• Guinea: Against the backdrop of political instability and the Ebola crisis, with the help of the WBG, the Government of Guinea was able to implement an ambitions IC reform program aimed at improving the country’s business environment, encouraging domestic linkages with its $30 billion mining sector, and diversifying its sources of Foreign Direct Investment (FDI) and growth. Buttressed by our IC interventions, Guinea was able to attract more than $710 million in non-mining investment, register more than 13,000 new firms, and create more than 16,000 jobs during the life of the project.

  • Haiti: With the dedicated support of the WBG, the Government of Haiti was able to attract $217 million in actual investments and create 13,700 new direct jobs in the country’s garments sector. This was made possible through the WBG’s Haiti Investment Generation Program that worked closely with public officials, private sector and foreign investors on investment promotion strategies and special economic zones. Despite the challenging local environment weighed down by social unrest, political instability and natural disasters, the program succeeded in providing hands-on technical assistance to identify and attract new investors to the garment sector.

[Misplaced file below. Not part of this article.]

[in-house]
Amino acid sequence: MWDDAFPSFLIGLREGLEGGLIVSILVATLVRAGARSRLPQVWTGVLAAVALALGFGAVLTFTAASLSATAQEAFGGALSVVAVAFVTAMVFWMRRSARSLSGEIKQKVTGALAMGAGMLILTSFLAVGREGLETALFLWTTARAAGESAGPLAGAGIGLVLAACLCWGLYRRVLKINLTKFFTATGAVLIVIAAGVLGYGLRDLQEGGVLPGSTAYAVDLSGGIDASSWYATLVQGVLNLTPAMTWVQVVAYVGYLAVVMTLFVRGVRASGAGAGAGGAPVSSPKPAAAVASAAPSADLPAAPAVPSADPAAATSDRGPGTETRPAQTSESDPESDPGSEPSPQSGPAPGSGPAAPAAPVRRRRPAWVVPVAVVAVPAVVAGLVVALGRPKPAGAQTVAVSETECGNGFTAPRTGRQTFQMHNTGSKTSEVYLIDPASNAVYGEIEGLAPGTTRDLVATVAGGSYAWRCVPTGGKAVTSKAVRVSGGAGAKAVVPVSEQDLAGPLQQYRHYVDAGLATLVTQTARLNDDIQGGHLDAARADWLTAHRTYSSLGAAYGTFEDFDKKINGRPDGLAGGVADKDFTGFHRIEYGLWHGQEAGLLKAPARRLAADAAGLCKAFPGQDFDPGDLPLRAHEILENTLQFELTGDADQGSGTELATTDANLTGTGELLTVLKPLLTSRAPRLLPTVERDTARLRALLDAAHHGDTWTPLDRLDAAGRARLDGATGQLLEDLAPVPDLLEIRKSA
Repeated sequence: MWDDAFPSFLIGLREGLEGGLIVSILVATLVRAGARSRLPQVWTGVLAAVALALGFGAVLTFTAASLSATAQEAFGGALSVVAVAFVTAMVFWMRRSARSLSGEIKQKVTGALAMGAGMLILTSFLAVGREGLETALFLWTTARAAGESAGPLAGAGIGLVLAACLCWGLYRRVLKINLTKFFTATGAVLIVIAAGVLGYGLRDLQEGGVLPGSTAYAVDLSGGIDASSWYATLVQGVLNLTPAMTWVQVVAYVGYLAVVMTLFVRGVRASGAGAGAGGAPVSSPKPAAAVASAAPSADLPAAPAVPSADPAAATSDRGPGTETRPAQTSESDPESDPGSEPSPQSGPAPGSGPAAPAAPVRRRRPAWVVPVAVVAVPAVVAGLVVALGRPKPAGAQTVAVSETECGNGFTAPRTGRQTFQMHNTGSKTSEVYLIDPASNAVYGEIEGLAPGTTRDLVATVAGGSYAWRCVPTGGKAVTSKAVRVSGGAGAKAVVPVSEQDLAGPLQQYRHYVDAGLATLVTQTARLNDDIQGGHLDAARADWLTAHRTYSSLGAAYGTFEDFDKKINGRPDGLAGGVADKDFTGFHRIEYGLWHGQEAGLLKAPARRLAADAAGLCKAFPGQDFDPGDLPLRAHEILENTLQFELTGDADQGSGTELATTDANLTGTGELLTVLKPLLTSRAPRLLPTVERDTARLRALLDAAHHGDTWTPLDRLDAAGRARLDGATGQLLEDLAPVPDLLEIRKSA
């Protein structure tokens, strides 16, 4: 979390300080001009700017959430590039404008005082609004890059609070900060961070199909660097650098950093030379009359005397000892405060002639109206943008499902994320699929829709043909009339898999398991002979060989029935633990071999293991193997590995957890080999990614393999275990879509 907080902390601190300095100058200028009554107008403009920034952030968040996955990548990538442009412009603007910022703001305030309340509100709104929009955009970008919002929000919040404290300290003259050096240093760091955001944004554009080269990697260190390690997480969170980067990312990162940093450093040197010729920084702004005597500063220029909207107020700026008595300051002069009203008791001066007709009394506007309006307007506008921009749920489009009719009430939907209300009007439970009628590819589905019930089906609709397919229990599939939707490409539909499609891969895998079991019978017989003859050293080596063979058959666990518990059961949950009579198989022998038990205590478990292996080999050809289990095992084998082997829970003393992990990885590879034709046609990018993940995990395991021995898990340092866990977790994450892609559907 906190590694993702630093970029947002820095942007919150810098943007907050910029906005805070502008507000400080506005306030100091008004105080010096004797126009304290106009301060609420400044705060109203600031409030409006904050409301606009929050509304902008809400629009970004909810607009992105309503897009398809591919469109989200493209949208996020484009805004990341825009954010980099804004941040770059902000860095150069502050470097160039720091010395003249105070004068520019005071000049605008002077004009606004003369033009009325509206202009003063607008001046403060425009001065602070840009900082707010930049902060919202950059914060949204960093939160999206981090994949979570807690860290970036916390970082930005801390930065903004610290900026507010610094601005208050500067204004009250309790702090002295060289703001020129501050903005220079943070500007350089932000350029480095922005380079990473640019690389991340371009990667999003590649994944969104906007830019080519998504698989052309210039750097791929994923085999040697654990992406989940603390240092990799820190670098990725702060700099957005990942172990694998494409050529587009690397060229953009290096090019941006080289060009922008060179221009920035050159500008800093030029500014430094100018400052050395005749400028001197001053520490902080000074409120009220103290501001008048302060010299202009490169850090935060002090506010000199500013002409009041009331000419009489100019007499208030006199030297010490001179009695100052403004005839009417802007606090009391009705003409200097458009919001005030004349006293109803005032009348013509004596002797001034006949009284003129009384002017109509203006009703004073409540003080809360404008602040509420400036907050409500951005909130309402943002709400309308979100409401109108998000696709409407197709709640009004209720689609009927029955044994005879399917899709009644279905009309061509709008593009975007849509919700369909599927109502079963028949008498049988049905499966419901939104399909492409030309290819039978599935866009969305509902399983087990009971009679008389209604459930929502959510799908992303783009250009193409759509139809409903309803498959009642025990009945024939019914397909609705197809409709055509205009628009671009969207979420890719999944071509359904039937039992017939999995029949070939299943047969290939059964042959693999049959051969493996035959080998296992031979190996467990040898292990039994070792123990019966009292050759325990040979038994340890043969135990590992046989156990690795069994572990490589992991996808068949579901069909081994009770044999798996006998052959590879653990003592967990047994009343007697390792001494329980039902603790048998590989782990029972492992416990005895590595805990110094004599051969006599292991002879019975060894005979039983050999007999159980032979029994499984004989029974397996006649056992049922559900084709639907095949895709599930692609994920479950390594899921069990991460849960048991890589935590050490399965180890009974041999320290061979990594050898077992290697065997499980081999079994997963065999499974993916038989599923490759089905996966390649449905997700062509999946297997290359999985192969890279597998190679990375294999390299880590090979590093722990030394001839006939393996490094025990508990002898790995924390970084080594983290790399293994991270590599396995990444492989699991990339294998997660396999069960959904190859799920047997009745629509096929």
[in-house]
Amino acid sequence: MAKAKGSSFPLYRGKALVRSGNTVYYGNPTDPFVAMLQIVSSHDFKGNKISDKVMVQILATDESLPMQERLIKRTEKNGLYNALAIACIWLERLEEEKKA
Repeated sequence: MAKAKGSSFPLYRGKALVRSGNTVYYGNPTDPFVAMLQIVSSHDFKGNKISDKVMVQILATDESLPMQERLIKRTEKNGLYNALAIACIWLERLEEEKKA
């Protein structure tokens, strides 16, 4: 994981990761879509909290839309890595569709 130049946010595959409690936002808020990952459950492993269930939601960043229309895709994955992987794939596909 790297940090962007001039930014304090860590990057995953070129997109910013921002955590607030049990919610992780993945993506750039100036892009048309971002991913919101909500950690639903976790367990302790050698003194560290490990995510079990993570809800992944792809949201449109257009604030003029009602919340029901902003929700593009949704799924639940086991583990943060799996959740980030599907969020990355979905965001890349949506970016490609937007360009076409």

• Bosnia & Herzegovina: Until recently, Bosnia and Herzegovina's (BiH) investment climate posed many challenges for investors, from the difficulty of accessing land to the process of obtaining construction or foreign employee work permits. Taking energetic steps to institute IC reforms in categories covered by Doing Business, with the support of the WBG’s IC team, the Government of BiH successfully eliminated the fee for obtaining work permits for foreign workers in Sarajevo Canton. The annual fee amounted to $590 per request and had to be paid each year if work permits were to be renewed. This reform has the potential to save businesses a combined half million dollars per year. Furthermore, an amendment to the country’s company law cut the initial capital requirement for establishing a limited liability corporation (LLC) by half, and court fees for registering an LLC were cut by 80 percent. Annual savings for the private sector are estimated at $277,150 per year. The fees for obtaining land and building registry were also cut by half. Overall, it is estimated that BiH’s private sector is saving $1.6 million in compliance costs annually as a result of IC reforms in the country

 








Experts

Christine Qiang

Practice Manager, Investment Climate